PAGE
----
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Bolivia's government has signed a contract with local consortium Apolo-IASA to build the Ventilla-Tarapaya highway, a spokesperson for the National Highway Commission (SNC) told BNamericas.com.
The signing was scheduled for early August but was delayed due to restructuring of the SNC, which has still not been completed, and because some of the other bidders questioned the choice of winner.
The Inter-American Development Bank (IDB), which is financing the project, evaluated bids of the five pre-qualifiers and selected Apolo-IASA's as the closest to its reference, finding no irregularities.
Apolo-IASA offered US$26mn to complete the work, outbidding Queiroz Galvao (Brazil); Cartellone-Crucena-Minerva (Argentina, Bolivia); ICA-Barthos & Cia (Bolivia); and Astaldi SPA-Petricevic (Italy, Bolivia).
United States-based Wilbur Smith Associates and Bolivia's Consa SRL were selected to supervise works. They will take 8-10% of the some US$30mn set aside for the highway project. The supervisors were the IDB's second choice, the spokesperson said, after the first choice was unable to lower its bid to the IDB's reference price.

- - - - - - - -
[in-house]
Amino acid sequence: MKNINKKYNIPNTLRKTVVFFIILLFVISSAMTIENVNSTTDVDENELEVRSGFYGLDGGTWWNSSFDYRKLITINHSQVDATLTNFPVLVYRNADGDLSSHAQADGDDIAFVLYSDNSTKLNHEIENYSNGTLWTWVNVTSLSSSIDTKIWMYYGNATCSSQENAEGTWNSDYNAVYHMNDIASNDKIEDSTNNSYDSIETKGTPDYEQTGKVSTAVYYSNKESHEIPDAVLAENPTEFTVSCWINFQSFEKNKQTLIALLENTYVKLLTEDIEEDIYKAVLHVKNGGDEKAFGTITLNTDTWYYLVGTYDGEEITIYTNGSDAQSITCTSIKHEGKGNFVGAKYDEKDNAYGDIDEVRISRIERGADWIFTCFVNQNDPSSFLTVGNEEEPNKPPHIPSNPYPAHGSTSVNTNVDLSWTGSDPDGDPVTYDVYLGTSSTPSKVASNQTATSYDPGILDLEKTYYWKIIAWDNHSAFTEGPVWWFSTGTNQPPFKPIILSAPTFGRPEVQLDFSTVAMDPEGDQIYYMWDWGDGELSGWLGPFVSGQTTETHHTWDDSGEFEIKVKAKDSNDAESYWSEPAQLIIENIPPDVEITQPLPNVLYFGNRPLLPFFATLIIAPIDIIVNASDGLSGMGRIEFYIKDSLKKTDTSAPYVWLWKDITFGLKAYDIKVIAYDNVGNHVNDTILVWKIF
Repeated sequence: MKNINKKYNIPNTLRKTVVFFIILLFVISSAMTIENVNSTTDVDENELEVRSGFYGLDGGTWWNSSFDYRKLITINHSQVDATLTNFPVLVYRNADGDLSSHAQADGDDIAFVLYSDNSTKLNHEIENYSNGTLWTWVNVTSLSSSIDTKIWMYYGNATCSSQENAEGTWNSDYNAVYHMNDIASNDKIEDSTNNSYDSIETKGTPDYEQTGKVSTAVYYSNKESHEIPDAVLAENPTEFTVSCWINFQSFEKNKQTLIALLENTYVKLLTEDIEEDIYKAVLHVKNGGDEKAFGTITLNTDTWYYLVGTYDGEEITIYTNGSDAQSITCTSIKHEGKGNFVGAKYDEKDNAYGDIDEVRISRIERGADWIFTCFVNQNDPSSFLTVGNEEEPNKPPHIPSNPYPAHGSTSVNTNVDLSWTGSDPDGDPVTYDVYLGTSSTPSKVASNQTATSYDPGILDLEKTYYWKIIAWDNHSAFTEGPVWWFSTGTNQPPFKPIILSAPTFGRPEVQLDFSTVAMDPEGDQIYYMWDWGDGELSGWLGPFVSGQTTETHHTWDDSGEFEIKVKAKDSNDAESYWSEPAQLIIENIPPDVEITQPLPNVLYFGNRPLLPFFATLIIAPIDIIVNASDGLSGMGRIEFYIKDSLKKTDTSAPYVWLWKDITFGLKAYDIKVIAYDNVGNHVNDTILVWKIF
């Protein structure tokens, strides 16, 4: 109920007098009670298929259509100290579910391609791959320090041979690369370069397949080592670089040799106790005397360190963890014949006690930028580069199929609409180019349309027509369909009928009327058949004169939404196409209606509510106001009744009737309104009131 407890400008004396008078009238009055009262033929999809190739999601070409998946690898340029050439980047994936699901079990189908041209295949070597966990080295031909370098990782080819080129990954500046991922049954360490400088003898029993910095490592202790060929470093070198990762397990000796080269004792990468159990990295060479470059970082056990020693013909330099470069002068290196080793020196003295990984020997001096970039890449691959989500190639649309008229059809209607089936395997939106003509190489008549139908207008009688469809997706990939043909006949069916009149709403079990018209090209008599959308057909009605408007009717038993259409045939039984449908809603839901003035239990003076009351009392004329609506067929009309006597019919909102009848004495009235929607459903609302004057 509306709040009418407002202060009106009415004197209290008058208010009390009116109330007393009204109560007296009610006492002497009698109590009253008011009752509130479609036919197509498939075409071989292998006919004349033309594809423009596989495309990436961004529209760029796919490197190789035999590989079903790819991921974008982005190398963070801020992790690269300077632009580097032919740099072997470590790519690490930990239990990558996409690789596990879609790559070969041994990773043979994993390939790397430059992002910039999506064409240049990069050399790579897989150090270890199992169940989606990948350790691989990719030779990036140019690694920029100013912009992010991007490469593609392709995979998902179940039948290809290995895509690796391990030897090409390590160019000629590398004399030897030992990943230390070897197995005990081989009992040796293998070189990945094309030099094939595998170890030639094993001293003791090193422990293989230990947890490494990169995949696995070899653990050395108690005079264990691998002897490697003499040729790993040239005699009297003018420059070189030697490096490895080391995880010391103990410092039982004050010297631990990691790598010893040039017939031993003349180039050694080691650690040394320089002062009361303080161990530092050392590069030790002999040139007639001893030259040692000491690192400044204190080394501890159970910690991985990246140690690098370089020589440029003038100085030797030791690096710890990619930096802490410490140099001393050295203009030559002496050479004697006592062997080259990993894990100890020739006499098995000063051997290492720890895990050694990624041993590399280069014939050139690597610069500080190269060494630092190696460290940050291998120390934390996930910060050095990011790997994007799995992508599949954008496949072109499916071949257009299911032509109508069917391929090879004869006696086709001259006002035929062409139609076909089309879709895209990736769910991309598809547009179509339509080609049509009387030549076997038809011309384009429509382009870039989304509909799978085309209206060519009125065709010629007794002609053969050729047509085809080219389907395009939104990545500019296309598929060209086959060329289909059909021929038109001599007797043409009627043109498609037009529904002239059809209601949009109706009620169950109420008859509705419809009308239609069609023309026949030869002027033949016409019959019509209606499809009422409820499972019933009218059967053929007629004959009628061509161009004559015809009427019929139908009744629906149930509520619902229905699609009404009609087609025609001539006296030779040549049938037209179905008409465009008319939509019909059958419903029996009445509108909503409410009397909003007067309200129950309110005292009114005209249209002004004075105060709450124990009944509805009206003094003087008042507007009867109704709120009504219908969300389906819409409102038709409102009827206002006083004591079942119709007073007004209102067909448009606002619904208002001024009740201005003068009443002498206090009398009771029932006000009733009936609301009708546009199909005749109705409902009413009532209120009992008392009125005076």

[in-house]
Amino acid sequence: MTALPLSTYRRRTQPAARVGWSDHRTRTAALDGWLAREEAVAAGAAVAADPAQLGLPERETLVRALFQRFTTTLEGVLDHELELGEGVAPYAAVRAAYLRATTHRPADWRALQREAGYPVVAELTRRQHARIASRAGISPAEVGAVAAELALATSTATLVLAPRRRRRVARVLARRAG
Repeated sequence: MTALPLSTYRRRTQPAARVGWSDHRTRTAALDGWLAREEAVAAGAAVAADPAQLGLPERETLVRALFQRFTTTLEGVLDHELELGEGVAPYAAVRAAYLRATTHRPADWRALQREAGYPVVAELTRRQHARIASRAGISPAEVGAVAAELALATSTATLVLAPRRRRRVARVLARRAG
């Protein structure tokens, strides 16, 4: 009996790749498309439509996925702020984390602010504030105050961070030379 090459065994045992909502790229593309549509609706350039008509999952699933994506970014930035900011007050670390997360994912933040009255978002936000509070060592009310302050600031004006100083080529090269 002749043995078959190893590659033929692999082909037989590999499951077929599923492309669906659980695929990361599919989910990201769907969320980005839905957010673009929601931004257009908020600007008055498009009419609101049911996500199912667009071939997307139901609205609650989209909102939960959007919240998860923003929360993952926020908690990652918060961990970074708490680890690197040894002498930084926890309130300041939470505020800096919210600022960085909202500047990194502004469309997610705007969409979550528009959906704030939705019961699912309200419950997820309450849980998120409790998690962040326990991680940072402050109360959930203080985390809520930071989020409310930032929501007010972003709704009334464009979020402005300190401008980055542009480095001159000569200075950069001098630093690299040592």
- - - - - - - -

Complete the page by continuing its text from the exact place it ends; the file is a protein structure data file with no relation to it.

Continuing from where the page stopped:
The 84km Ventilla-Tarapaya route forms part of the 1,215km highway running from Desaguadero, west of La Paz on the Peruvian border, through Oruro and Potosi to Bermejo in the southern department of Tarija, which borders Argentina. The route is an international north-south export corridor, and construction of the stretch is due to take two years.
The project will be financed by a US$71.8mn IDB loan, US$30mn of which is slated for construction and supervision of works, with the remainder set aside for additional expenses including re-location of residents living in the area and maintenance costs.
In related news, the SNC overhaul is still holding up the unlocking of US$87mn of World Bank funding for a series of highway projects including the contract to build the Abapo-Camiri highway, which was awarded early this year to the Spanish-Bolivian consortium Agroman Ferrovial-Apolo.
The Abapo-Camiri contract would involve paving 150km of road, the only non-surfaced section of the Santa Cruz-Yucuiba highway.